Jun 20, 2011
Readers, we're not going to talk about ladies stockings today, though I haven't ruled out this riveting topic for the future, perhaps during "Fetish Week."
No, today, I want to discuss the tricks and tools we sewists use to keep our seams straight and seam allowances accurate. MPB reader "E" recently emailed me to ask how I manage to sew so evenly, and whether it was simply a question of practice.
It does take practice, certainly, but there are lots of tricks you can use to make sure you're sewing accurately from the very beginning.
Here are a few of the most popular ones:
First of all, most sewing machines come with a numbered throat plate (sometimes called a needle plate). The numbers on it refer to 8ths of an inch.
My vintage Kenmore 158.141 has markings on both sides of the presser foot (not just to the right). Isn't that fantastic?
Vintage Singer straight stitchers often did not come with numbered throat plates (don't ask me why). Here's my Featherweight.
Jenny at Sew-Classic.com sells numbered replacement plates for many vintage machines. I use one of the ones she sells for my Singer 15-91, which did not come with a numbered plate. It works fine.
Jenny also sells numbered peel-and-stick decals which you can adhere to a plain throat plate. They need to be trimmed first and lined up carefully, but they do work well, and they're cheap and replaceable. I use one of these on my Pfaff 30.
The most popular seam guide is the old screw-on kind. That's one of the things those little holes on the bed of most vintage sewing machines are for.
I don't own one but I do have a photo of how they work. Very straight forward. Of course, it helps to have a numbered throat plate so you know where to line the guide up. Otherwise you have to measure from the needle to the outer edge of your fabric, the width of your desired seam allowance.
Whether or not you have a numbered throat plate, here are a few more helpful tools.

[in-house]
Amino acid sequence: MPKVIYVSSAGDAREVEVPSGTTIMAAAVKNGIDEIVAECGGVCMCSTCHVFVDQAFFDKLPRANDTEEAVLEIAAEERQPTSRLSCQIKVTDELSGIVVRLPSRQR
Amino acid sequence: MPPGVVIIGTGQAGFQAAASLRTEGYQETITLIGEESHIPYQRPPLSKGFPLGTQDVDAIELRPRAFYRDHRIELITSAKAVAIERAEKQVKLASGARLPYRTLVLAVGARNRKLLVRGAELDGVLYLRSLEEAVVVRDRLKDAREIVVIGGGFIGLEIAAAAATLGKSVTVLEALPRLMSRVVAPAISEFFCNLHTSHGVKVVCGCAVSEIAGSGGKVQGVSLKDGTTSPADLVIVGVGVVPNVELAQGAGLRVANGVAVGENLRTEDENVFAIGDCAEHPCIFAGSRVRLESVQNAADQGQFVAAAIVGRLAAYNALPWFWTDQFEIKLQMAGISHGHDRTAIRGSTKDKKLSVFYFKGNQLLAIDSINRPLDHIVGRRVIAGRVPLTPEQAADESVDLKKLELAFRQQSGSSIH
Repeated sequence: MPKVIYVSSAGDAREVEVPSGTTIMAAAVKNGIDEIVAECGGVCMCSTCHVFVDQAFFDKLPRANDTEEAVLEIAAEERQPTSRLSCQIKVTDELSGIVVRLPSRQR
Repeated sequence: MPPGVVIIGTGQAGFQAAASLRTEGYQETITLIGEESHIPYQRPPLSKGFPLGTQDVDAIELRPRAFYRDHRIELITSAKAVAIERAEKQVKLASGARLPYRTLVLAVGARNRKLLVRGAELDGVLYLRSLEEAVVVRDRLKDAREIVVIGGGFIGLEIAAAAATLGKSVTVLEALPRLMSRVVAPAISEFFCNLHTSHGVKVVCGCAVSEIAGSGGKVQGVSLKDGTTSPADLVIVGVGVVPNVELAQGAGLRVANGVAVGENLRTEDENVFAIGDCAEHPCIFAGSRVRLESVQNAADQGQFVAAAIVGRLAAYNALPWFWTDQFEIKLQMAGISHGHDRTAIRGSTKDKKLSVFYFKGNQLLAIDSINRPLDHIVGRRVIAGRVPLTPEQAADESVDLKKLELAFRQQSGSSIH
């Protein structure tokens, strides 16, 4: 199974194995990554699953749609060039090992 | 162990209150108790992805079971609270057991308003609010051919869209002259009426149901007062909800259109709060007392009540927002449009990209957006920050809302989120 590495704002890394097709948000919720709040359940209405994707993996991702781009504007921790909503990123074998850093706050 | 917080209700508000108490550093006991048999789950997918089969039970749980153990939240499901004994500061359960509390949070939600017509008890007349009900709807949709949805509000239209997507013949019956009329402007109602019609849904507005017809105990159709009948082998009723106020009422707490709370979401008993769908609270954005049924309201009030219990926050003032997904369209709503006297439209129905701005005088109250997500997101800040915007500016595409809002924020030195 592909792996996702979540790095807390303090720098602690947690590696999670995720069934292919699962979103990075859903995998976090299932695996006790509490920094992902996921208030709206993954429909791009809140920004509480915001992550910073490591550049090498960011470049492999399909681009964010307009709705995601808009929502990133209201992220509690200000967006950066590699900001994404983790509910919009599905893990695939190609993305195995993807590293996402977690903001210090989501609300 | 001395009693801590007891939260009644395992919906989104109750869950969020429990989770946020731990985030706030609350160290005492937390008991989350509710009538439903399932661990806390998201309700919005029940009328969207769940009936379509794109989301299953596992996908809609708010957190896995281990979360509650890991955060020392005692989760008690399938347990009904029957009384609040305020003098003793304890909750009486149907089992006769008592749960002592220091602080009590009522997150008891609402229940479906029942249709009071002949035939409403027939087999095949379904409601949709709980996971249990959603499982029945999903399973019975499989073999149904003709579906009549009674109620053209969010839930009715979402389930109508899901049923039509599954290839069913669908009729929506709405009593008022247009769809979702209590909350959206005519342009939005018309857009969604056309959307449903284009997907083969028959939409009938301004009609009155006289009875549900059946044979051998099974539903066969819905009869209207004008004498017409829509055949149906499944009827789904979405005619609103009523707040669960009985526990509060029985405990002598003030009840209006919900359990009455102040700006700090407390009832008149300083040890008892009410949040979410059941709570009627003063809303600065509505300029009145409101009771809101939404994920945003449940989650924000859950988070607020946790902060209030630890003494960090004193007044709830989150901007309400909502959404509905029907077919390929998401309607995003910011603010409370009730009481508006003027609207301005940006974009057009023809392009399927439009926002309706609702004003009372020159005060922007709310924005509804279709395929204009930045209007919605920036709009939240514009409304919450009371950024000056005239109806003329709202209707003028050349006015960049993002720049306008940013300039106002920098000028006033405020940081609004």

I poo-pooed this magnetic seam guide recently, but other people like it and find it helpful. This is another tool that's easier to use if your throat plate is numbered. If it's not, you'll have to measure.
When I'm using a vintage straight stitch machine, I use the straight stitch foot as my guide for topstitching. The right edge is 1/8".
The left edge is 1/4".
(I have also discovered that the far edge of the throat plate screw is 3/8" and the inner edge of the large hole is 5/8". Sometimes those are the only guides I use, but I don't recommend this for beginners.)
My zigzag machines all have low shank adapters that use the same snap on/snap off feet. You can buy sets of these on eBay. (High shank adapters use the same feet, btw.) Two edge guide feet that are very useful for accurate topstitching are these:
I discuss them at length in my topstitching movie, which can be viewed here.
Friends, have I left out any useful methods of sewing straight seams and accurate seam allowances? I've heard of some people using tape to mark the measurements but don't all the different tapes get confusing -- and gummy?
Which is your preferred method?
(A master sewist I know marks all his seam allowances in chalk, eliminating the need for guides altogether.)
Please share your secrets with us today -- we won't tell!
Labels: sewing basics